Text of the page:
americano vs drip (1)

Americano vs Drip Coffee: What’s the Difference?

Americano and drip are brewed in two completely different ways. In this article, I take a close look at the key traits that separate these two popular versions of black coffee.

On the surface, they look pretty similar. Both are long and black, and both are just plain coffee.

However, drip coffee and americanos are two entirely different beasts – each with their pros and cons.

Some may prefer one over the other. If you’re not quite sure what the difference is then read on.

What is an Americano?

Unless you’re from the planet Mars, you already know how drip coffee is made. So let me start by talking about an Americano.

The Americano is essentially an espresso shot diluted with water. The drink can be prepared in two different ways that will alter the look of the drink:

  • Hot water first, then espresso on top. This brewing method will keep the crema intact on top of the beverage
  • Espresso first, then diluting with hot water after. This will create a cup of coffee that looks exactly like a regular cup of black coffee.

How much water is used in americano? The exact amount can vary depending on the location and the skills of the barista, but the general way is to pull a double shot and then fill whatever cup is used with water directly from the espresso machine’s steam wand.

 

Americano vs. Drip Coffee: Taste

On the surface, these two kinds of coffee look somewhat similar. So what about the taste?

An Americano, being a diluted espresso, will have a lot of the characteristics of the espresso, just in a thinned down version.

In particular, this means that it’s often brewed with a somewhat dark roast. At the level of concentration that the Americano is typically served at, this will manifest itself as a slightly ‘roasty’ or burnt flavor depending on the quality of the beans.

Being brewed with a metal filter, more oils will also end up in the coffee.

Contrast this with the typical drip coffee that is brewed with a paper filter. This brew method gives a smoother more light-bodied cup of coffee. The character of the cup can be further enhanced with the choice of beans; often drip coffee blends, or single origin beans will be of a light or medium roast.

The result is that drip coffee is often more acidic and nuanced in its taste, while the Americano will be perceived as stronger and bolder.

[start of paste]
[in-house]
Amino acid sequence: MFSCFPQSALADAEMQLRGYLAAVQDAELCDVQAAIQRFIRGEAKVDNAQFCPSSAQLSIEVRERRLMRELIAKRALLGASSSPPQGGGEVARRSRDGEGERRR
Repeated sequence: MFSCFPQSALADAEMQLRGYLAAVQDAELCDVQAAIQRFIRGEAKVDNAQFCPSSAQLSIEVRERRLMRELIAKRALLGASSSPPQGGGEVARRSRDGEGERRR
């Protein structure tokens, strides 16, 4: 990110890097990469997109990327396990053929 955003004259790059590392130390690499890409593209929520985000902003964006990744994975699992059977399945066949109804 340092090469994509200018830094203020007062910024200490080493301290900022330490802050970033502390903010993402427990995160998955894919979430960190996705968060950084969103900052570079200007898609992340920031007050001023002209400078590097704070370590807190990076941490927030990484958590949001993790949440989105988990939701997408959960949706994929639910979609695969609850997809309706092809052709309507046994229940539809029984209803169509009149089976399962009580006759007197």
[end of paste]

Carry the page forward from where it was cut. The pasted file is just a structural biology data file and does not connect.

Caffeine in Americano coffee

So maybe you don’t care about the flavor and want a caffeine kick in the morning? Well, both drip coffee and americanos have around the same level of caffeine.

According to USDA a regular cup of morning Joe has 92 mg of caffeine, while a double shot of espresso has around 120 mg. However, of course, these exact ratios will vary a lot depending on cup size and the precise ratio of ground coffee to water.

Of course, you should also factor in how diluted the Americano is.

If the only thing, you’re after is a stimulant to wake you up, then you might as well drink espressos.

Why is it called americano?

Caffè Americano means ‘American coffee’ in Italian. Legend has it that the drink was invented during World War II when US soldiers came to Italy and wanted a coffee similar to the one they were served back home.

According to Wikipedia, this claim has never been confirmed. The Americano was already mentioned in a 1928 novel taking place in Italy by Somerset Maugham. It’s not clear, however, if this refers to coffee or an alcoholic concoction though.

The latter could be the case since there is a pretty famous cocktail called americano that consists of Campari and Vermouth with a dash of soda.

No matter, how the name came to be, it’s by far the most popular way to describe an espresso diluted with hot water in most countries in the world today. In Australia, the same coffee beverage is called a ‘long black,’ but otherwise, Americano is almost universally understood.

Top Featured Image: Dennis Tang | Source
about the author

about the author

Hey, I'm Asser Christensen from Denmark – the founder & editor of this site.

I have been crazy about caffeine for almost as long as I can remember. Today, I'm a licensed Q Arabica Grader and full time coffee writer.

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